The consequences of ‘normalisation’ on the Slovak film arts

The first steps on the road to the restoration of political power in film were the cancellation of the creative production groups, the reimposition of censorship and the centralisation of ‘content supervision’. The abolition of independent art unions in the field of film, theatre, radio and television and a working ban on several film directors followed.
A number of Slovak film makers emigrated (Stanislav Barabáš, Ján Kadár, Igor Luther, Karol Skřipský). Although some directors (Štefan Uher, Martin Hollý and others) could continue making films, several of their films from the 1960s were banned. The Ministry of Culture established a special commission for these purposes, which in late 1969 and early 1970 looked at all the Slovak films produced during the previous period and proposed a ban on any future public screenings. This ban was upheld until 1989.
Ideologically ‘well-proven’ themes or ‘neutral’ genres popular with the spectators now once more came to the fore. Most prominent were the themes of war and the Slovak National Uprising, now showcased in illustrative epic films modelled on the Soviet film. Only a few works succeeded in standing out from the schematic illustration of politically-prominent themes. Instead of depicting lifeless characters or events, films such as Štefan Uher’s Keby som mal pušku (‘If I Had a Gun’, 1971), Ján Lacko’s Človek na moste (‘Man on the Bridge’, 1972) and Vladislav Pavlovič’s Trofej neznámeho strelca (‘The Unknown Hunter’s Trophy’, 1974) focused on individual dramatic characters and thus depicted the effect of the war on the life, behaviour and relationships between individuals. However, not until the second half of the 1980s could deviation from superficial ideologising towards a more creative use of the historical context be manifested more distinctively in films such as Juraj Herz’s Zastihla ma noc (‘Caught in the Night’, 1985), Martin Ťapák’s Kohút nezaspieva (‘Until the Cock Crows’, 1986) and Miloslav Luther’s Chodník cez Dunaj (‘A Path Across the Danube’, 1989).
Another thematic focus in the feature films of this period was the orientation towards the ‘realistic’ depiction of the present. The earliest example was Jozef Režucha’s Dosť dobrí chlapi (‘Quite a Good Team’, 1971), which won several normalisation awards, adumbrating the trend of ‘commitment’ in the cinematic depiction of contemporary reality. This was manifested in the politically non-confrontational depiction of themes from some areas of social and working life and an emphasis on the ‘correct’ civic and social attitudes of the main characters. The space for social criticism was minimal. Sporadic exceptions were punished by the banning of themes, by an order to re-make a film or by consigning a completed work to the vault.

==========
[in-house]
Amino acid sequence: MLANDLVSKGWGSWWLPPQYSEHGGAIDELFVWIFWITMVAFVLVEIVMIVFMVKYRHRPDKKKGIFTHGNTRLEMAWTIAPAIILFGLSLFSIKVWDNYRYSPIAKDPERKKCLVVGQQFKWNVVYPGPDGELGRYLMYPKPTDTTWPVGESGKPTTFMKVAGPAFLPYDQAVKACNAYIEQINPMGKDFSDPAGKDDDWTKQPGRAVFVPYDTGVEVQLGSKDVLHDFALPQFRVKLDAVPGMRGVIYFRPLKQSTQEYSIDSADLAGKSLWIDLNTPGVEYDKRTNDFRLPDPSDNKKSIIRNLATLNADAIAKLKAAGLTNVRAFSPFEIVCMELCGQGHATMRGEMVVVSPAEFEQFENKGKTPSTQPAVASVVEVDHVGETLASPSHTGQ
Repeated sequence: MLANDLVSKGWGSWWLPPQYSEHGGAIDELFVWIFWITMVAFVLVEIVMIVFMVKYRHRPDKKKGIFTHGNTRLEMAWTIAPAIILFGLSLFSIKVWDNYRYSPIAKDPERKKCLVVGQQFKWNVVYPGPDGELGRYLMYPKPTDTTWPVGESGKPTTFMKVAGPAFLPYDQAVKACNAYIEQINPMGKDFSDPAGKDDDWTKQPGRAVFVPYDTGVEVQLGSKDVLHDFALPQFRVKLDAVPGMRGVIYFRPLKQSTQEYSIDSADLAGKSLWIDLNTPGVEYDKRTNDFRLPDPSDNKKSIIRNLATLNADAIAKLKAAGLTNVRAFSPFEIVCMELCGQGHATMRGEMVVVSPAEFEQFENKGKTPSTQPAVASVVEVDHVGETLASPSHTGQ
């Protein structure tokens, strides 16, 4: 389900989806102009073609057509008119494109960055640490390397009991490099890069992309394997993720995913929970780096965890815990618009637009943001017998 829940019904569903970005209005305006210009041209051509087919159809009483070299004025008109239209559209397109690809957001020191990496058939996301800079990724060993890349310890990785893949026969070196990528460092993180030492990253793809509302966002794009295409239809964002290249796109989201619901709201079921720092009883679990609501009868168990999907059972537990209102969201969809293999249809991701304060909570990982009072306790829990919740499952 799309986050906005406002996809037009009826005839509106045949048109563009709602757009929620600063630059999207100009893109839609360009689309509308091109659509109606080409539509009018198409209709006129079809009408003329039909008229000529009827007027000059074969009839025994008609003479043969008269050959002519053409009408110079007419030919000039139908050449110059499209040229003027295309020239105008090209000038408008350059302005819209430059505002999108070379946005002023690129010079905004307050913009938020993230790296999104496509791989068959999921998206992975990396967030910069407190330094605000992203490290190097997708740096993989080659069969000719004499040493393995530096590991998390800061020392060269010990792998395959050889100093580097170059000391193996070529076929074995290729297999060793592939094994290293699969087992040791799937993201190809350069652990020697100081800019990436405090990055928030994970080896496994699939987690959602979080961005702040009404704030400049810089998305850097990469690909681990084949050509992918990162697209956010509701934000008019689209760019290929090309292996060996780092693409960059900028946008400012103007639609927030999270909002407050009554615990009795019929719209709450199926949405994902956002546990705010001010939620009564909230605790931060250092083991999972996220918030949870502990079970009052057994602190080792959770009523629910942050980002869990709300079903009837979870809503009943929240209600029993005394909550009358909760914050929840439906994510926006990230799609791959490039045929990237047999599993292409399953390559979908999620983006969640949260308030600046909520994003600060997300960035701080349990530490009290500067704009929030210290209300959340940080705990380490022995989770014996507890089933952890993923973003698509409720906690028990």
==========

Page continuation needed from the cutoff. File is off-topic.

This was also the fate of the film which director Juraj Jakubisko returned to after 10 years – Postav dom, zasaď strom (‘Build a House, Plant a Tree’, 1979). Recounting the story of a man who used the shortcomings of the social system of that time for his personal benefit, it had a definite sense of social critique. Even the remade final version of the film was subjected to crushing criticism in the Communist Party daily newspapers and was withdrawn from distribution.
Dušan Hanák’s Ja milujem, ty miluješ (‘I Love, You Love’, 1980, with a screenplay co-authored by Dušan Dušek) was likewise designated by the authorities as a work intentionally focused on people from the social periphery with the sole purpose of ridiculing the whole of society through them. Hanák’s tragicomedy about the emotional world of a bachelor, exceptional from the point of view of both film-making and content, only made its way into cinemas after 1989 and went on to win a number of international awards, including the Silver Bear for direction and a special FIPRESCI Award at the 39th Berlin International Film Festival. Hanák’s earlier film Ružové sny (‘Pink Dreams’, 1976) which he also made in co-operation with writer and screenwriter Dušan Dušek, became the only politically-tolerated film that was popular with audiences yet did not give in to the period opportunism in the depiction of reality in the 1970s. The story about the relationship between postman Jakub (Juraj Nvota) and young Gypsy girl Jolanka (Iva Bittová) focuses on the impossibility of joining different worlds, mentalities and cultures, even through the pure and spontaneous love of two young people. This colourful, lyrical tragicomedy became one of the most distinctive films of the grey period of the 1970s.